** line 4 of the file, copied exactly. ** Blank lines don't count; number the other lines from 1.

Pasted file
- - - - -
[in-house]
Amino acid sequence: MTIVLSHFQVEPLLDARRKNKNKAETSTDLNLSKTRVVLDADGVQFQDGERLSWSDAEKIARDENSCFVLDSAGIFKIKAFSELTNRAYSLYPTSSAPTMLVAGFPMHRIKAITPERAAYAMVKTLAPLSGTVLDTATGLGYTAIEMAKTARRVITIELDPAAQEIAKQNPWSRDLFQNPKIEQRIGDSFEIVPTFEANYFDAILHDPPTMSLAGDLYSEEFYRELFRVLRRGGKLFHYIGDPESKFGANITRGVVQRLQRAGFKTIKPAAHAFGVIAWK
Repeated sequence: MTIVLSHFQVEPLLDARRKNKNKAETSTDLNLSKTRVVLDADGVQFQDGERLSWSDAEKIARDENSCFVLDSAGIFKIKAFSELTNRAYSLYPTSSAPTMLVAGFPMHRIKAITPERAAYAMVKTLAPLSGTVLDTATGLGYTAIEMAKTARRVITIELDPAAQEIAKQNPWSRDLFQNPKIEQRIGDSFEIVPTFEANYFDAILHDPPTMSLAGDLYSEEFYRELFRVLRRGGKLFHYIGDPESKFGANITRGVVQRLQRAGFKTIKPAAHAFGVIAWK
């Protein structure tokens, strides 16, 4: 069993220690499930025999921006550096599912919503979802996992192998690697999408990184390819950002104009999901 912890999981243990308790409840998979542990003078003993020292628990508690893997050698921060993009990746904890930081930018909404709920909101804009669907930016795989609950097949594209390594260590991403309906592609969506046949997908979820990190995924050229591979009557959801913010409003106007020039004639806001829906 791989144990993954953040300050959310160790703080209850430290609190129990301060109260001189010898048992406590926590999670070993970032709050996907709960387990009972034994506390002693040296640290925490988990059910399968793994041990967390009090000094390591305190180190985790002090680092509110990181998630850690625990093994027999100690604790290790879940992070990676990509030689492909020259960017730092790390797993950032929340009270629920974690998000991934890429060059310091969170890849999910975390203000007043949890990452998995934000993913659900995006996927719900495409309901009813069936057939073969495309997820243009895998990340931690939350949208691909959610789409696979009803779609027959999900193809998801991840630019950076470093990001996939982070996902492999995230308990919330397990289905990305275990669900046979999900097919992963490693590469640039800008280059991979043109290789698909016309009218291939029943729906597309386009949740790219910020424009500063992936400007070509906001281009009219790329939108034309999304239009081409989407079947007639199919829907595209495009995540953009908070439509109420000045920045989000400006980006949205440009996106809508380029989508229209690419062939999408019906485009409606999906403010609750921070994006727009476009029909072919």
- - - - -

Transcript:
């Protein structure tokens, strides 16, 4: 069993220690499930025999921006550096599912919503979802996992192998690697999408990184390819950002104009999901 912890999981243990308790409840998979542990003078003993020292628990508690893997050698921060993009990746904890930081930018909404709920909101804009669907930016795989609950097949594209390594260590991403309906592609969506046949997908979820990190995924050229591979009557959801913010409003106007020039004639806001829906 791989144990993954953040300050959310160790703080209850430290609190129990301060109260001189010898048992406590926590999670070993970032709050996907709960387990009972034994506390002693040296640290925490988990059910399968793994041990967390009090000094390591305190180190985790002090680092509110990181998630850690625990093994027999100690604790290790879940992070990676990509030689492909020259960017730092790390797993950032929340009270629920974690998000991934890429060059310091969170890849999910975390203000007043949890990452998995934000993913659900995006996927719900495409309901009813069936057939073969495309997820243009895998990340931690939350949208691909959610789409696979009803779609027959999900193809998801991840630019950076470093990001996939982070996902492999995230308990919330397990289905990305275990669900046979999900097919992963490693590469640039800008280059991979043109290789698909016309009218291939029943729906597309386009949740790219910020424009500063992936400007070509906001281009009219790329939108034309999304239009081409989407079947007639199919829907595209495009995540953009908070439509109420000045920045989000400006980006949205440009996106809508380029989508229209690419062939999408019906485009409606999906403010609750921070994006727009476009029909072919």